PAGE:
The Worst Beauty Blunders of 2010

Check out these A-list babes. Their photos prove that no one - not even someone in the hands of a pro - is immune to beauty slipups. That's why our simple goof-proofing tips are so valuable. Follow them and you'll always be picture-perfect.

By Jessica White

Lipstick-Tinted Teeth

Bold crimson lip color has an all-eyes-on-you effect - the reason it's so popular on the red carpet. Trouble is, its rich pigment seems to have a magnetic pull toward teeth. What's the deal? "Red shades can be packed with three times more pigment than paler shades," explains alan Farer, vice president of color research and development at Coty. "The stark contrast of red on white is simply more noticeable than pink or nude on white."

Solution: Try this trick from celeb makeup artist Brett Freedman: apply lipstick, and blot. Next, rub a cotton swab across your teeth to remove any trace of pigment. Then dip the opposite end of the swab into petroleum jelly, and rub it over your front teeth. The barrier prevents color from sticking to your porous pearly whites - plus, it makes your grin extraglossy.

In this photo: Ziyi Zhang

Related: Look Sexy This Holiday Season

A Mismatched Face and Body

Even if you're religious about self-tanning from head to toe, your face will inevitably look paler, as it's washed and exfoliated more frequently than your body is, and that accelerates the fading process.

Solution: Avoid discoloration by using bronzer. "Those with pink undertones prevent orange-looking skin," says makeup artist Rick DiCecca. We like Estée Lauder Bronze Goddess Bronzing Blush, $32. Apply it to your forehead, nose, and cheekbones and from your jawline to your neck. "Blending these key areas makes everything match," says DiCecca.

In this photo: Camilla Belle

Related: How To Score Glowy Skin Even In The Winter

Makeup That Makes Your Eyes Look Smaller

A smoky eye is one of the sexiest night-out looks, but going too dark or being heavy-handed can create the illusion of less white space in your eyes, which slims them, says Maral Balian, makeup artist for Warren-Tricomi Salon in NYC.

Solution: Black isn't the only way to sport a smoky set. "Gray, especially if it sparkles, has a just-as-sexy effect without narrowing the eye area," says Balian. First, line your upper and lower lash lines with black liner, but keep the line thin - no thicker than a piece of angel-hair pasta. Now swipe gray shadow onto your lids and, using a thin eyeliner brush, apply it over the liner as well to brighten it. Smudge the color to diffuse any harsh edges. Finally, place a white, shimmery shadow in the inner corners and directly above your irises to make eyes pop.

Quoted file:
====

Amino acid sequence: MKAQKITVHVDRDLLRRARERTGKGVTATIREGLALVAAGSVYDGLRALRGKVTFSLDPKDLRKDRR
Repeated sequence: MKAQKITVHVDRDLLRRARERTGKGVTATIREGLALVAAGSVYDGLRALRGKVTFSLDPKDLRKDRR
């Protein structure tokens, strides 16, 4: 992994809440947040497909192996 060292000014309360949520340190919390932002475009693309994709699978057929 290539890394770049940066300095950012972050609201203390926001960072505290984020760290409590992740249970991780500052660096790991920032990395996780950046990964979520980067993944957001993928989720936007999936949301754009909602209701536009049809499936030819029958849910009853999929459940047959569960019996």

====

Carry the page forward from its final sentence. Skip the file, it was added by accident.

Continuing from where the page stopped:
In this photo: Jennifer Lopez

Related: How To Look Hot When The Weather Sucks

Way-Shiny Skin

Celebs have sweltering lights to contend with. In real life, high restaurant temps or a sweaty night of dancing can leave you looking like a hot mess.

Solution: Head off slippery skin by adding these steps to your get-ready routine: Apply face primer to absorb slickness, then even out your complexion with an oil-free base, says celeb makeup artist Monika Blunder. Set everything with translucent powder. Rather than using powder to touch up later (layers of it can look cakey), use blotting paper - ingredients like rice nix oil sans residue. Press a sheet against skin so you don't rub off your makeup.

In this photo: Jessica Simpson

Related: A Cold-Weather Skin Fix

Rings Around the Eyes

What's worse than sleep-deprived raccoon eyes? Reverse raccoon eyes, or those surrounded with concealer that is too light or chalky. Not cute.

Solution: Be sure your concealer is no more than one shade lighter than your foundation or skin tone, suggests celeb makeup artist Molly Stern. Also, check the ingredients list to make sure the formula doesn't contain zinc, which can create a white residue that's supervisible in pictures taken with a flash. We like CoverGirl & Olay Simply Ageless Concealer, $12. Once you've chosen a winner, follow Stern's foolproof color-matching method: Apply concealer to well-moisturized skin (doing so prevents cakiness). Press it on with one finger, which warms and melts the formula, then top it with a thin layer of foundation so it matches the rest of your skin. Set everything in place with translucent powder.

In this photo: AnnaLynne McCord

Related: 7 Secret Beauty Weapons

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